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The most famous fighter in the world is going down her menu of bone-snapping options, ticking off the possibilities.

"Which arm bar would you like to see?" Ronda Rousey says. She's the best mixed-martial artist at work, and one of the most dangerous humans alive. The arm bar is her signature move. She's ruined careers with it.

Which of them is least likely to cripple me?

"Okay, this is the one that that chick broke my arm with in the 2007 semi-finals."

That doesn't sound good.

Rousey's talking about the '07 judo world championships. In that contest, Dutchwoman Edith Bosch grabbed her left hand and spun her to the ground, crashing down on top of Rousey's straightened arm. The elbow joint popped out. Rousey popped it back in, and went on to win the match.

She's got hold of my shirt now, judoka-style, gently pulling this way and that. Rousey is taking my measure, while kinetically telegraphing hers. You get the uncomfortable sense of a very unfair fight about to kick off.

My arm is fully extended. Rousey spins in toward me quickly, coming up just short of the point where her inertia would put me in hospital. She does it a few times.

"All my bodyweight goes through your elbow, which only goes 180 degrees. It's a poorly designed joint."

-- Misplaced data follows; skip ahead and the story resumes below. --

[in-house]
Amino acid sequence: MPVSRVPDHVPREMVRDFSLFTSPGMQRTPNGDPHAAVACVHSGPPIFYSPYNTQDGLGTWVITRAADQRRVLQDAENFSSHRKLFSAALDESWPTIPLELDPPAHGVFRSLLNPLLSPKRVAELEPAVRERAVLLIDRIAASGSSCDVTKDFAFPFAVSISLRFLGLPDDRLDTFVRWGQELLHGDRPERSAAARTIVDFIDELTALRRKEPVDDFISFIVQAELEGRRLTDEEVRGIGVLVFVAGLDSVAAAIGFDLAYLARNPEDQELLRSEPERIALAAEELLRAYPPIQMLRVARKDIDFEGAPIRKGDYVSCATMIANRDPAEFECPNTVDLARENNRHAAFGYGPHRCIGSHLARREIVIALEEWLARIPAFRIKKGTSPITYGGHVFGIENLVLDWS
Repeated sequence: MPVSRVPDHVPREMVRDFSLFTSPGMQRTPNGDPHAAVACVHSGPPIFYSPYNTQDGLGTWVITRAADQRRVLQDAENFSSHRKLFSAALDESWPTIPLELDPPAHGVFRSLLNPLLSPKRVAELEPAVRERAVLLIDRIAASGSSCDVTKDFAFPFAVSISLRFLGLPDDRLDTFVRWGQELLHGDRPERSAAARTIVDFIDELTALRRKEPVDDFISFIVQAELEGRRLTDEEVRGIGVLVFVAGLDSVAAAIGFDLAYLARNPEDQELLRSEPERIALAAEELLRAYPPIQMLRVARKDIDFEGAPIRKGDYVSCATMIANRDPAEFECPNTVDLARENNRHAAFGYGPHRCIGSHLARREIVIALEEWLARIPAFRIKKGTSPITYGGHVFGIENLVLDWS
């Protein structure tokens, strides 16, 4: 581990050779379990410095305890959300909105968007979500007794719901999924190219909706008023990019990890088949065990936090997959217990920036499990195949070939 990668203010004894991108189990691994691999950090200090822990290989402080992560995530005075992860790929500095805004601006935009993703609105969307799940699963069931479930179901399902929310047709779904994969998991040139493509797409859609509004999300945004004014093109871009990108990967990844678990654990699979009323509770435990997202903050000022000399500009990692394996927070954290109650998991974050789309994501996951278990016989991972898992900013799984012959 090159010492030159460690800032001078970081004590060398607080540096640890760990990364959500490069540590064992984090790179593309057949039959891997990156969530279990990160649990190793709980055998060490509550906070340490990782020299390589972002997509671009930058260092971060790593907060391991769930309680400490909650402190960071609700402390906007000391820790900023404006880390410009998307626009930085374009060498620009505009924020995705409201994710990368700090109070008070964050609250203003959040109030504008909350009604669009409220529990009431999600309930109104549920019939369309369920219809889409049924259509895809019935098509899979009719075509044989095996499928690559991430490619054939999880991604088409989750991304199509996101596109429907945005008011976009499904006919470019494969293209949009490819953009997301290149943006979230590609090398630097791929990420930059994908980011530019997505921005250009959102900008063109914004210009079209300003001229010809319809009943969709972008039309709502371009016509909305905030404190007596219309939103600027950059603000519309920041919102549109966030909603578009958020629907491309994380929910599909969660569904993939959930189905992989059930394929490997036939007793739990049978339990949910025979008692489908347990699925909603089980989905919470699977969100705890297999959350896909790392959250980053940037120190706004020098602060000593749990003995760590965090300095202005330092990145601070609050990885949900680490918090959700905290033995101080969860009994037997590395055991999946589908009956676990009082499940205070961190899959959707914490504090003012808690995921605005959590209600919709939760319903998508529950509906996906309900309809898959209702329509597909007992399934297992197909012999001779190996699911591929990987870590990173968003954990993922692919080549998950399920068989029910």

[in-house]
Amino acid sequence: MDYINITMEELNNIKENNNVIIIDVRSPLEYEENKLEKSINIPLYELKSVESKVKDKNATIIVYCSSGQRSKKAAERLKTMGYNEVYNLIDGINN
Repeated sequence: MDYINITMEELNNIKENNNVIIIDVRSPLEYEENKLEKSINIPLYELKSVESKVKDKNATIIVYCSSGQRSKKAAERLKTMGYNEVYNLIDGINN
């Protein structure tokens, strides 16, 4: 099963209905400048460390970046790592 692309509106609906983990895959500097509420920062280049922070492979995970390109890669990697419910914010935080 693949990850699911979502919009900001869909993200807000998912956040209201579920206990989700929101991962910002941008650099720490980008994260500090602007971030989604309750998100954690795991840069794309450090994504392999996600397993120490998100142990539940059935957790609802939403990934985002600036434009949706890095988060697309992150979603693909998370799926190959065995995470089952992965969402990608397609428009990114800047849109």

Rousey stops, takes better hold of my hand and twists it around. I stiffen, entirely under her control. We're standing in the downtown Toronto boardroom of her Canadian publisher. There are plenty of witnesses. This is all in fun … I think. I'm not afraid of her, but I'm starting to wonder if I should be. She begins probing.

"This is one finger," Rousey says, pressing down into the gristle of my elbow with her free hand. She locks eyes. "I could break your arm with my thumb."

The first time she does it, it tingles. The second, it hurts. By the third, my arm goes numb. I squeal. Satisfied, she lets go.

"It's just physics and anatomy," Rousey says, grinning. She's got a lovely, wicked smile. The sort you imagine on the face of a killer.

Rousey, 28, has been coming up the Ultimate Fighting Championship ladder for a while, but she made her reputation in 96 seconds. That's the cumulative total it's taken to win her past three fights.

All of them go the same way. Rousey wins the match in the staredown. The bell rings. Shortly thereafter, it ends. In order, the past three were decided by a knee to the head; repeated punches to the face; and an arm bar.

The last of them – against then-undefeated American Cat Zingano – was supposed to be the bout that put Rousey to the test. It was over in 14 seconds.

A day later, Zingano still had no idea what had happened.

"It was a knee, then a throw, then a scramble and then my arm was – she was wrapped around my arm," Zingano said. "I don't know."

Rousey was similarly baffled. Even after repeated viewings of the brief tussle, she wasn't sure how she'd done it: "Sometimes, I feel like I'm thinking with my spinal cord."

That's why the fight audience adores her – she is an unguided missile seeking out random targets. She doesn't beat people into submission. She destroys them.

After a brief spike of interest in its Aughties heyday, UFC and mixed-martial arts plateaued. Pay-per-view numbers and live attendance are stagnant or slipping. The men's half of the bracket failed to throw up compelling personalities – the lifeblood of the fight game. Even the best of them present as thuggish dullards: boring inside the ring and/or boorish outside it.